- True Villains: Six-year-old Mia's Orphan's Ordeal background is Played for Laughs as she happily joins the Villain Protagonist, and she's a cheerful Pollyanna on his team, but hints of the horrors she's endured come through when she murders a woman with the same childlike satisfaction she'd find in winning a board game.
Villager: You killed the Chosen One!
Mia: [Confused] Yeah? So what? People die all the time.
- Unsounded: In the Gefendur religion twins are taken from their parents, placed in service to a temple and, when they turn 22, one of them is ritually killed and cannibalised. The twins not only know this is going to happen but are fully aware which one of them is going to get the chop, and they regard it as a great honour. However the practice of 'kept twins' does creep out certain otherwise devout believers, such as Sette, Matty and Jivi.
- Atshi of Anecdote of Error suffers from a recurring nightmare of a fiery demon dismembering a girl who looks just like her, and even has these visions while awake, but this has gone on for so long that they no longer affect her anymore.
- I Don't Want This Kind of Hero: It becomes clear that Raptor has a rather different standard of what's acceptable and what isn't, especially relating to her own experiences. For one, she doesn't consider her past as a Child Soldier or her master's abuse to be traumatizing, simply because she has no real understanding of anything else/as far as she's concerned, it could've been worseto which Haze points out that even if she wasn't leashed, she was still treated as subhuman.
- The Cinema Snob:
- Played for laughs. At this point, when he shuts his eyes and thinks of something happy, he sees the village-burning scene from Cannibal Holocaust — not because it cheers him up, but because he's seen so many disturbing films that it's his baseline. (The scene also comes to him unbidden when he listens to beautiful music.)
- In the Atop the Fourth Wall movie, he brings Salo to Linkara's movie watching party and is clearly having the time of his life while everyone else is horrified beyond words.
- How to Survive Camping: Kate has been prepared to take over the campsite her whole life, which, combined with the monstrous beings and occasional casualties she has to deal with on a regular basis, has left her mostly unfazed by most of the horrors occurring around her. Even having to commit murder herself appears to be an unfortunate necessity at worse for her.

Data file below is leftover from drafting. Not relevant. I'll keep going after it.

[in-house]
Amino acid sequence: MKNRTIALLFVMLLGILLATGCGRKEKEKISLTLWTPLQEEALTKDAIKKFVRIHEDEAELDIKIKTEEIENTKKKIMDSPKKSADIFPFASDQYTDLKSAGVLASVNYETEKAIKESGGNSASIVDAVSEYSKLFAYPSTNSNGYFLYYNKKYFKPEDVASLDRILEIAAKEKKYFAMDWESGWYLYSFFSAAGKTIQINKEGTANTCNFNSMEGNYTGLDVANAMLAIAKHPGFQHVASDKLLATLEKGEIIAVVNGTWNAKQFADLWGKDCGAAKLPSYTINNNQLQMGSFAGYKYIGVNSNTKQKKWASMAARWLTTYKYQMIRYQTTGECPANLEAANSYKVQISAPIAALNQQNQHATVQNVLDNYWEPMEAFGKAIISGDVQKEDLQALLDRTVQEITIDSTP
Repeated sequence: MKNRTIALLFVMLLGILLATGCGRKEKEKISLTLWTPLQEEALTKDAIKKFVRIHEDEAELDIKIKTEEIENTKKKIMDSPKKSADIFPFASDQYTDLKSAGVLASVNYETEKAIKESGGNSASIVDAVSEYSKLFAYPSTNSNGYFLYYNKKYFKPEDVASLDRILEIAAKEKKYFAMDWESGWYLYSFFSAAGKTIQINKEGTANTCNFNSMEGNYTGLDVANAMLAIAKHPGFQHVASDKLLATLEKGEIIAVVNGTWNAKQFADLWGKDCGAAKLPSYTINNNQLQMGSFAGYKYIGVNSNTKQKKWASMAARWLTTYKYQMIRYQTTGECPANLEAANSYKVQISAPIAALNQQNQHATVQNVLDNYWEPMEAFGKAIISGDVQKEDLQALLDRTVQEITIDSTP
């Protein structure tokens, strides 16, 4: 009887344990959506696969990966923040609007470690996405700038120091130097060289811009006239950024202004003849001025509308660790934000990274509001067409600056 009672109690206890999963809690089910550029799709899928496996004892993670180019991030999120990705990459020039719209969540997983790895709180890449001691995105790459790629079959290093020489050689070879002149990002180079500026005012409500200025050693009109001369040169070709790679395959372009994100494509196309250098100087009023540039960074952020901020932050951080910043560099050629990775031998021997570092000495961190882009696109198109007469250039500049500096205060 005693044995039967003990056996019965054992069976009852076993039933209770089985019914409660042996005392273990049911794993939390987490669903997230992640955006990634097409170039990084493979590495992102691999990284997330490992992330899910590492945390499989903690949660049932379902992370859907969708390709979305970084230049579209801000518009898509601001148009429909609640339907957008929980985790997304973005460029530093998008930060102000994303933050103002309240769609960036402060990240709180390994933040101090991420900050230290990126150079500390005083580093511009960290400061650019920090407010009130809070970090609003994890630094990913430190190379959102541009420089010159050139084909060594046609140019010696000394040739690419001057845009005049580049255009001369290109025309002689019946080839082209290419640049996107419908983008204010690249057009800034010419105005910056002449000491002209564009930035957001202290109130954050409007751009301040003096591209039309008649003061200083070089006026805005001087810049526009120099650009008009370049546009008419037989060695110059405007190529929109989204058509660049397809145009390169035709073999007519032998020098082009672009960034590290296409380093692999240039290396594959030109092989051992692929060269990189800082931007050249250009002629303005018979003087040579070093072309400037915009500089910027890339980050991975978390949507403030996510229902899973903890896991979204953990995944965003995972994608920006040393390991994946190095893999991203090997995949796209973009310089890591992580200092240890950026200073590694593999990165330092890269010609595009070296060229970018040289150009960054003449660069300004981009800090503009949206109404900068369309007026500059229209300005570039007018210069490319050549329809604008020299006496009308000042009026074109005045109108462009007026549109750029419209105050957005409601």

- This actually plays out in her favor when facing the master of the vanishing house, after it has assumed the form of a monstrous, mutilated human-deer hybrid, with a gaping, slimy mouth splitting its body:
The master: Do you fear me now?Kate: Buddy, you are asking the wrong person. I have a dead girl knocking on my window every single night and every morning I get to listen to her be dragged off by a monstrous beast. And thats probably among the least of the horrific things Ive witnessed.
- This actually plays out in her favor when facing the master of the vanishing house, after it has assumed the form of a monstrous, mutilated human-deer hybrid, with a gaping, slimy mouth splitting its body:
- Agents in LISDEAD are conditioned right down to their exact personality and while some like Dramatic Detective don't entirely seem to like it, they at least put up with it because it's useful
- The Nostalgia Critic's Dark and Troubled Past has caused him to be biased in this way, like when he's telling off the boy in North for having a panic attack because apparently every set of parents violently argue at the dinner table.
- Pidanayana Buddhism in the dystopian science fiction work Ad Astra Per Aspera is a corrupted form of Buddhism that teaches that suffering is the key to Enlightenment.
- Welcome to Night Vale:
- Night Vale's citizens are totally aware of and undisturbed by the maniacal City Council, the possibly demonic mayor, the Sheriff's Secret Police, the vague, yet menacing government agencies, the sinister Hooded Figures, the Alien Geometries of the dog park and radio station, and countless other vaguely Lovecraftian horrors. If you see something, say nothing and drink to forget.
- Two-parter episode The Sandstorm reveals that Night Vale's seemingly pleasant and cheerful rival city Desert Bluffs is actually even worse, both in terms of horror and in terms of their acceptance of it.
- The protagonists of Twig are artificially created children who hunt mad scientists in order to help maintain the information monopoly of an Academy of Evil, and so they are often deceptively cheerful in going about their business. They're having fun, challenging themselves, and fulfilling their intended purposes, after all - why wouldn't they be happy?
- Not Always Right: This kid was way too calm considering his mother went psychotic earlier.
Writer: Little boy, how are you just so calm in all this?
Customer's Son: This isnt the first time this has happened. Last time, she kicked someone where it hurts a lot, cause he fell over crying and stuff.
- Daisy Brown's first video shows her casually illustrating how she feeds Alan, a Body Horror monstrosity made by her father. Her third video has her explain she didn't realize that monsters weren't exactly commonplace, hence her calm demeanor around Alan. For the most part, his weirdness doesn't really affect her. Well, until he starts growing, at least.
- The Music Video Show had some spades of this. In Episode 3, the host was scared of the stop motion, smaller version of Soulja Boy due to its Uncanny Valley attributes. Cut to the Big Bad Wolf episode and the Nightmare Fuel in the music video. Averted in the Final Thoughts...maybe